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Re: [xml-dev] XML Schema as a data modeling tool

I've found that emphasising performance or ease of implementation when selecting data [storage] representations generally forces the model/real-world mismatch up into the software layer, resulting in apps that have to contort themselves to translate the data model as stored into a data model that actually represents the domain being modelled...

This is not to de-emphasise the important of toolsets, or of leveraging strong toolsets (such as the XML technologies) where they exist, just to note that there is no substitute for effectively modelling your domain at all points in which you must interact with it.



On 01/10/2013, at 7:54 PM, Stephen Cameron <steve.cameron.62@gmail.com> wrote:

To me it does come down to a question of cost vs flexibility.

The hierarchical approach has proven a suitable basis for the web (a network of tree 'documents') and has also remained important in some specific database scenarios, where the data can be modelled 'adequately' that way and performance is critical, specifically medical records and financial accounts. I read that the hierarchical MUMPS database/language is still important in these scenarios. It's also the underlying foundation of several significant object database products InterSystems Cache (being used for a European Space Agency Star mapping project) and interestingly EyeDB which was originally IDB and developed for one of the initial human genome projects.

Hierarchical databases are very performant, provided you just traverse the hierarchies. This seems to me to offer very significant cost benefits, both in the effort of creating such a db (yes, the data-model is relatively intuitive), and in getting the information from the user to the database and back again (e.g. XRX).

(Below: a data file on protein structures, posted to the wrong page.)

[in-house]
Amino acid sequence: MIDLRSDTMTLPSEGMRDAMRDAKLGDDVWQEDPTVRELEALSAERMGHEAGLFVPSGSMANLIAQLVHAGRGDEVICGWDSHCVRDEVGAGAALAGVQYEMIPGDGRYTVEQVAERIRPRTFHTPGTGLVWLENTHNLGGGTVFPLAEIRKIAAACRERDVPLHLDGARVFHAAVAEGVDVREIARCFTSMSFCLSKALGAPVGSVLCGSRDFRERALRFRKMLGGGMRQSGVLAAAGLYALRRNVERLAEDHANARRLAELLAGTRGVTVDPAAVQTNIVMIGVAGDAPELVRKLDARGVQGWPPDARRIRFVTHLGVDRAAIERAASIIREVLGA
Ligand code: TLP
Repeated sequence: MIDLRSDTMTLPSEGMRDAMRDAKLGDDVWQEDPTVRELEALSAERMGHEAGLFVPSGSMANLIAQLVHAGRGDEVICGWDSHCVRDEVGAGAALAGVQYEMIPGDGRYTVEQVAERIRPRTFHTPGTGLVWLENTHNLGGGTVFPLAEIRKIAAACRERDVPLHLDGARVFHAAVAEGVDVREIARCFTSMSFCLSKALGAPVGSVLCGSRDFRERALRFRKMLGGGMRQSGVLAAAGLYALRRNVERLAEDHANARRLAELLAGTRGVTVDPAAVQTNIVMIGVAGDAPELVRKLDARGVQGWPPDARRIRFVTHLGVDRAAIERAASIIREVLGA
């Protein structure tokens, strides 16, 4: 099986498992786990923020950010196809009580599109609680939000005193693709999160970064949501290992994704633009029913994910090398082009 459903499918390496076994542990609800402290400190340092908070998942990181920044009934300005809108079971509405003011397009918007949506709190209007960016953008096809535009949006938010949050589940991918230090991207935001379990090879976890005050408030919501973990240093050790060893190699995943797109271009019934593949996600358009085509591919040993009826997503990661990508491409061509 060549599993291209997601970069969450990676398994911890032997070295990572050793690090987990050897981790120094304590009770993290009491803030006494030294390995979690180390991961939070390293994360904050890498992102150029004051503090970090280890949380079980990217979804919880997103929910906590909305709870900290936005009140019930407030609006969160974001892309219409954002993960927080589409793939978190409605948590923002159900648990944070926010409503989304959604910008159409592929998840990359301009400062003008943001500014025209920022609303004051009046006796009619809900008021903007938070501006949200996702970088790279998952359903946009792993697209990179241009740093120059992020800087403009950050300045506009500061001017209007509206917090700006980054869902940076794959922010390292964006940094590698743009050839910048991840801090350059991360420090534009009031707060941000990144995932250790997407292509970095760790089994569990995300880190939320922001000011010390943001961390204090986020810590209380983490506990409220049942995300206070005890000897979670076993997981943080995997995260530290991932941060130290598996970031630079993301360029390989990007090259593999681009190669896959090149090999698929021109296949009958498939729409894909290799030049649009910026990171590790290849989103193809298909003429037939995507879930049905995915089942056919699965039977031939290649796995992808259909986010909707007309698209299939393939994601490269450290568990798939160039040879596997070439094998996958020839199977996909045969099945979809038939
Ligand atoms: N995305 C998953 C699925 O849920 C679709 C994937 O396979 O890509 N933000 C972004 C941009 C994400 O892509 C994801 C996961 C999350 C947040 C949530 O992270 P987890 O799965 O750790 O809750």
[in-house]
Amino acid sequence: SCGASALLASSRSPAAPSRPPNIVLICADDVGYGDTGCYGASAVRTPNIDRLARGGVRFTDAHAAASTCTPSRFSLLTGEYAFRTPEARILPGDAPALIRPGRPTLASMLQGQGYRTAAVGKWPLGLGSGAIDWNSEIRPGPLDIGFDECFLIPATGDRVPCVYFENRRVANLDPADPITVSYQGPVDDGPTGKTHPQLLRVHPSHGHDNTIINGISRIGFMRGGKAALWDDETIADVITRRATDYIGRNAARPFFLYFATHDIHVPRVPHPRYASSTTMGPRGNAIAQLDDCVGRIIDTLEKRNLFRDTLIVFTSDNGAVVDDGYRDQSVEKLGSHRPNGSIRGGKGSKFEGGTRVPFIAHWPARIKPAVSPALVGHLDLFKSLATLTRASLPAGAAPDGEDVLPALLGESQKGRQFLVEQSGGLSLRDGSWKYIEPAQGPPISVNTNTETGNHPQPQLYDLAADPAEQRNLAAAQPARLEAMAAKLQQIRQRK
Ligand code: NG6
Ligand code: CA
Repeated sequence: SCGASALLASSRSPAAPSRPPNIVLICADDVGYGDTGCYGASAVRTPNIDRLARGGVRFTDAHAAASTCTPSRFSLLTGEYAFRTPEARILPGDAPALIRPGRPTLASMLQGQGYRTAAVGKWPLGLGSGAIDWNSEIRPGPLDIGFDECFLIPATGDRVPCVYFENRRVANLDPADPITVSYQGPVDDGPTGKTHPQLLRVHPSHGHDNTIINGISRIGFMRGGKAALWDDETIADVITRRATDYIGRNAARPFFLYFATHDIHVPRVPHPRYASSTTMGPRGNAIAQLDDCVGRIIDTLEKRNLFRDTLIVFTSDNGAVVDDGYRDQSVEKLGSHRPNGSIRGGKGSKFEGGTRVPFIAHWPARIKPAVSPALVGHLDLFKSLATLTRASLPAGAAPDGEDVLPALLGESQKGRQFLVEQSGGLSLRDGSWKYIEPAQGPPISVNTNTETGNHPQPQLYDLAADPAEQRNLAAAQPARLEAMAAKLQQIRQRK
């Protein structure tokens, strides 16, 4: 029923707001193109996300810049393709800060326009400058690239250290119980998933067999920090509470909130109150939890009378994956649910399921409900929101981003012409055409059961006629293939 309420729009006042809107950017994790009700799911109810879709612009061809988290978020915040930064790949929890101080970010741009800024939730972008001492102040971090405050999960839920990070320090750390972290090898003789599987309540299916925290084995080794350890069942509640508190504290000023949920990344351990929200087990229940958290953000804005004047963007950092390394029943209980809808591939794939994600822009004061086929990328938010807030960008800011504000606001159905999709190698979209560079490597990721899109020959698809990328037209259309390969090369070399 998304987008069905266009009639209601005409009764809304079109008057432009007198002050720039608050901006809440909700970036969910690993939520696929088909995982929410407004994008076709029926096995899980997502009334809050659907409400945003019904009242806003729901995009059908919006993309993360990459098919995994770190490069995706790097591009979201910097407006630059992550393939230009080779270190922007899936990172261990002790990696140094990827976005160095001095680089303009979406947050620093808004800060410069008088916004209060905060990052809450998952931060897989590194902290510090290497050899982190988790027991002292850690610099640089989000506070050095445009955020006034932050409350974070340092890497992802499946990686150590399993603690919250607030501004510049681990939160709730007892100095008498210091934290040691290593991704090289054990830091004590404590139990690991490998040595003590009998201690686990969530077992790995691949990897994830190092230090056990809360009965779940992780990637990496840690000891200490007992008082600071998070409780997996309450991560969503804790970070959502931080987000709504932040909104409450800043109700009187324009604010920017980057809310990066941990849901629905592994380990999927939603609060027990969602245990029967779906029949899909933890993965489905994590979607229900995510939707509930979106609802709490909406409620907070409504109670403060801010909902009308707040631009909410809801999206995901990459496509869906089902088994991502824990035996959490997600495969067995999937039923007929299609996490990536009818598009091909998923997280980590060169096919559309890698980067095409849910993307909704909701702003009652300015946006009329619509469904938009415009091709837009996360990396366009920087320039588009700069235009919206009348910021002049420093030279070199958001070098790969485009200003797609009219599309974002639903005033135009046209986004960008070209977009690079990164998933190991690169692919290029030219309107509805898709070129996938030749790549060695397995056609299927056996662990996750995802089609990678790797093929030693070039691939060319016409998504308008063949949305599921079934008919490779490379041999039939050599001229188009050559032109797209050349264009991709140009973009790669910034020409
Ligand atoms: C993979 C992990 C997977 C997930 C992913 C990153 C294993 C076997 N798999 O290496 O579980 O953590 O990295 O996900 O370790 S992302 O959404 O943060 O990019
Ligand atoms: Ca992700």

Hierarchical databases lack flexibility in queries and that is where relational databases have their strength, and also in preventing update anomalies from occurring. But doing lots of joins is expensive and so people have abandoned relational databases for very large datastores and gone to the 'document' (JSON) databases of the NoSQL movement (take your pick of the options there).

My personal attitude to relational databases was dented when a scientist in a meeting described my lovingly crafted ER diagram as "another horrendogram". Pretty soon after that I discovered XML databases and XForms and I became interested in XML Schema as a 'hierarchical data-model', not just a means of validating XML documents. To my mind such data-models must sit in the middle of everything else (go XForms!!)

The 'Domain Driven Design' school of Eric Evans places 'clarification of terminology' at its centre in order to build valid models, or even to decide if more than one model of the same things is needed for different groups.

As Hans said hierarchical diagrams can be well understood by most. ER diagrams and UML not so. I spent most of a year trying to convince colleagues of the validity of this point of view at my last job, towards the end I'd half convinced some scientists, the IT folk weren't that interested sadly, XML is virtually unused in science, other than HTML, I feel.

It seems to me that the navigational capabilities of XQuery via XPath actually goes a long way to overcoming this querying limitation of the hierarchical databases, and given that the XQuery is integrated with indexes in XML databases, it becomes very powerful I think.

In terms of the limitations of XML Schema for modelling, to me these are overcome by thinking about the nature of relationships, we can think initially about everything being separate, like in an OO model, and references connecting things together, this is the graph approach. But then you can logically 'aggregate' some child things within a parent thing, they are 'owned' and don't have any logical reason to be kept separate (e.g. medical record and bank account examples).

But what if there is more than one owner i.e. a many-to-many, relationship? My solution proposal, qualify the relationship (parent/non-exclusive-ownership/co-owner=IDREF).